Recycling paper represents an environmental success story. Americans recycled more than 63 percent of the paper generated in 2010. Most recycled paper becomes other types of products. The U.S. Environmental Protection Agency explains that paper fiber can be recycled up to seven times, depending upon the type. Despite the prevalence of recycled paper, you can still find paper made from virgin fiber. The difference between recycled paper and nonrecycled paper lies in the papermaking process. (References 1 and 2)
Trees do so much more than add aesthetic beauty to our landscape while shielding us from intense sun rays. They also filter airborne pollutants and sequester carbon dioxide emissions, ultimately enabling us to breathe a lot easier (see References 1). American production of paper and printed matter, however, is responsible for releasing more than 40 million metric tons of CO2 into our atmosphere annually (see References 2). Tree lovers can seek out sustainable paper options made from pulverized calcium carbonate stone or assorted types of easily renewable plant fibers, or they can even craft an alternative DIY version from trash-bound banana peels for eco-inspired letter writing.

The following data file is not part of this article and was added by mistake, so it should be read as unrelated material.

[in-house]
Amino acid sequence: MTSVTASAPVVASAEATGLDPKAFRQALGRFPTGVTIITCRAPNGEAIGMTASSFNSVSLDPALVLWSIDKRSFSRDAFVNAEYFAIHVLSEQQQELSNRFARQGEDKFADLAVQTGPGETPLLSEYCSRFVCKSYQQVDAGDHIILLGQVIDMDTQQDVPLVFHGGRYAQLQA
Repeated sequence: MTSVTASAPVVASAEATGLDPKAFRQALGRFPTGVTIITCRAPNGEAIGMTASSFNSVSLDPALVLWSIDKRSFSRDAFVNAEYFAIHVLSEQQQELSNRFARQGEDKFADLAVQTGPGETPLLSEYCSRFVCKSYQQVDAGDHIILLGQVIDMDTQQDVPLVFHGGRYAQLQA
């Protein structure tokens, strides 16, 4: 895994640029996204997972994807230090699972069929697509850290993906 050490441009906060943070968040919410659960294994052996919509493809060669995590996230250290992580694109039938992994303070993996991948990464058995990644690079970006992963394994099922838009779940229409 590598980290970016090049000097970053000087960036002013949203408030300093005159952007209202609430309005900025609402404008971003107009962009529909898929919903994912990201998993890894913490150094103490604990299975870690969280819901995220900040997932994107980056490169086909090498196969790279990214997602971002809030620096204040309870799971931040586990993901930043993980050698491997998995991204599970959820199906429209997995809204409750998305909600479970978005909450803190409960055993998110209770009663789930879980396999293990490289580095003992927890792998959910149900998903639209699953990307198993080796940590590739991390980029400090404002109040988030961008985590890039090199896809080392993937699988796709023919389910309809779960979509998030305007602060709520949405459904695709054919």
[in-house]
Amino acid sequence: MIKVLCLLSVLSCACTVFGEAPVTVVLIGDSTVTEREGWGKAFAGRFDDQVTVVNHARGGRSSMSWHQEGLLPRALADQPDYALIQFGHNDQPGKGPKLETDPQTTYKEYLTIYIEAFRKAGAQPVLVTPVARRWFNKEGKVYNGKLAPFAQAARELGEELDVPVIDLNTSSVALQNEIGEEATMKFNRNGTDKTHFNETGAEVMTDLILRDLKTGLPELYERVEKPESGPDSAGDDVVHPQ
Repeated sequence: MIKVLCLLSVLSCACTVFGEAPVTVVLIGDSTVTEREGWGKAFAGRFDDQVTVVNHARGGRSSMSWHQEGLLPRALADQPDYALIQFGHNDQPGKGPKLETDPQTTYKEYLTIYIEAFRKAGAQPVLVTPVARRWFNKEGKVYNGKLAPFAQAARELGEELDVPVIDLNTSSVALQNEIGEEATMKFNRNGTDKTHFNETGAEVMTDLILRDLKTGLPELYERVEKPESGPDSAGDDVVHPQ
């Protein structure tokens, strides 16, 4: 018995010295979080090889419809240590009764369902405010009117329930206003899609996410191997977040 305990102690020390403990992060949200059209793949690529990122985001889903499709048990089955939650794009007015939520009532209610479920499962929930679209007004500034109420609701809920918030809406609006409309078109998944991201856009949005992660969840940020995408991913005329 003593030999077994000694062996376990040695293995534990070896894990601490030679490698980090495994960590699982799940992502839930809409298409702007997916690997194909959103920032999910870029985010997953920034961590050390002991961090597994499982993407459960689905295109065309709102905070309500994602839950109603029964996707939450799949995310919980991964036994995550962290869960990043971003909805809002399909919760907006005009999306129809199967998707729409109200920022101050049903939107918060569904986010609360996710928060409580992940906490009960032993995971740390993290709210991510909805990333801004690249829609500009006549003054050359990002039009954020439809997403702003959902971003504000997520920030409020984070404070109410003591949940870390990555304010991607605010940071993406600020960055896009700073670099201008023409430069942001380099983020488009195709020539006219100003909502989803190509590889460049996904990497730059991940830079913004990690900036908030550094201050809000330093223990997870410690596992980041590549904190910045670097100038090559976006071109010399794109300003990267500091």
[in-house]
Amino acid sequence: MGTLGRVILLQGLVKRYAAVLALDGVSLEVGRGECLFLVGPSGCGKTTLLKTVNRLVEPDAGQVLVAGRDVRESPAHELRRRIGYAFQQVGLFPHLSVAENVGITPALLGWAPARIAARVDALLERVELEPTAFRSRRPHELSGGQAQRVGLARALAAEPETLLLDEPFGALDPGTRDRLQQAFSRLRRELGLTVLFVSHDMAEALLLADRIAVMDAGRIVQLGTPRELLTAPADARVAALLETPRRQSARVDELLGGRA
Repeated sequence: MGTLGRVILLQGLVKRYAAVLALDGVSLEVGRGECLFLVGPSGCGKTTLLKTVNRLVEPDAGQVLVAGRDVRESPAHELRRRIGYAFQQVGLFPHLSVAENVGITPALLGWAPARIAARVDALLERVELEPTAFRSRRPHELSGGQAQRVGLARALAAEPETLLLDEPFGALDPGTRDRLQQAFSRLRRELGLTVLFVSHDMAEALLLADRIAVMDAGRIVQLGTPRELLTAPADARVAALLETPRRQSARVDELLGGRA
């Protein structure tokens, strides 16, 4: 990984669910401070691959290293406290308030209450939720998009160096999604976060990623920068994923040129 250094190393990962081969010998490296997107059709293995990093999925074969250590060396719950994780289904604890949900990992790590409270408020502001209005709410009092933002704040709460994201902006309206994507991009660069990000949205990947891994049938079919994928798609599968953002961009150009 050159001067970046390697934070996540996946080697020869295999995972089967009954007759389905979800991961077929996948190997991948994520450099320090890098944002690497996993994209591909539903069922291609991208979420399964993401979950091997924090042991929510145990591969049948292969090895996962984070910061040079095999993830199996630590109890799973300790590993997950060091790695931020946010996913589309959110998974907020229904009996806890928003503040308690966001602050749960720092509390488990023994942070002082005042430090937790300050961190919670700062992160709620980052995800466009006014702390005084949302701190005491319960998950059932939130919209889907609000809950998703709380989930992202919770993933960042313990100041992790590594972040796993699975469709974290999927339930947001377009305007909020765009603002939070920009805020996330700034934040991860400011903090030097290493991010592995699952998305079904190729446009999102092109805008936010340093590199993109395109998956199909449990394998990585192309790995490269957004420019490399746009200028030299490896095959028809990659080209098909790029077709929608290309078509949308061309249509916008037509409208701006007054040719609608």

If you're a teenager, your generation will be the next world leaders, and your enthusiasm and energy will make a real difference in preserving Mother Earth. Now is the time to take on the responsibility that accompanies your environmental ideals. Environmentally friendly habits that begin in your teen years can become patterns that will last for a lifetime.